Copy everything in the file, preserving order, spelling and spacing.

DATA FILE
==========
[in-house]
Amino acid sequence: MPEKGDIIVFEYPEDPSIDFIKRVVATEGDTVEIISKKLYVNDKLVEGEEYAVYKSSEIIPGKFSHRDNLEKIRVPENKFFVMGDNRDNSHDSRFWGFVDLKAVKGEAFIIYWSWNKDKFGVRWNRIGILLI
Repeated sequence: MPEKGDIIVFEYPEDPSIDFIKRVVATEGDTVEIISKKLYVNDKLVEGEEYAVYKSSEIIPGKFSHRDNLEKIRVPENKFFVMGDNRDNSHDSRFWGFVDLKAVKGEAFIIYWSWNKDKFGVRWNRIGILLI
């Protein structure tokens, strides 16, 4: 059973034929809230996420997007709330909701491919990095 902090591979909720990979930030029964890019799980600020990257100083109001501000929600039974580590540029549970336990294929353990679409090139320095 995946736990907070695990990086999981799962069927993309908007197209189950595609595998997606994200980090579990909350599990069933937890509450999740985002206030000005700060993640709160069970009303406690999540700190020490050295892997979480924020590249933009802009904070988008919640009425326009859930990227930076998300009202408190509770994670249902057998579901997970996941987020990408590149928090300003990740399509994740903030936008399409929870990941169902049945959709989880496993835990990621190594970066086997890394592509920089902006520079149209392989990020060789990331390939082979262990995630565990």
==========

[in-house]
Amino acid sequence: MPEKGDIIVFEYPEDPSIDFIKRVVATEGDTVEIISKKLYVNDKLVEGEEYAVYKSSEIIPGKFSHRDNLEKIRVPENKFFVMGDNRDNSHDSRFWGFVDLKAVKGEAFIIYWSWNKDKFGVRWNRIGILLI
Repeated sequence: MPEKGDIIVFEYPEDPSIDFIKRVVATEGDTVEIISKKLYVNDKLVEGEEYAVYKSSEIIPGKFSHRDNLEKIRVPENKFFVMGDNRDNSHDSRFWGFVDLKAVKGEAFIIYWSWNKDKFGVRWNRIGILLI
């Protein structure tokens, strides 16, 4: 059973034929809230996420997007709330909701491919990095 902090591979909720990979930030029964890019799980600020990257100083109001501000929600039974580590540029549970336990294929353990679409090139320095 995946736990907070695990990086999981799962069927993309908007197209189950595609595998997606994200980090579990909350599990069933937890509450999740985002206030000005700060993640709160069970009303406690999540700190020490050295892997979480924020590249933009802009904070988008919640009425326009859930990227930076998300009202408190509770994670249902057998579901997970996941987020990408590149928090300003990740399509994740903030936008399409929870990941169902049945959709989880496993835990990621190594970066086997890394592509920089902006520079149209392989990020060789990331390939082979262990995630565990």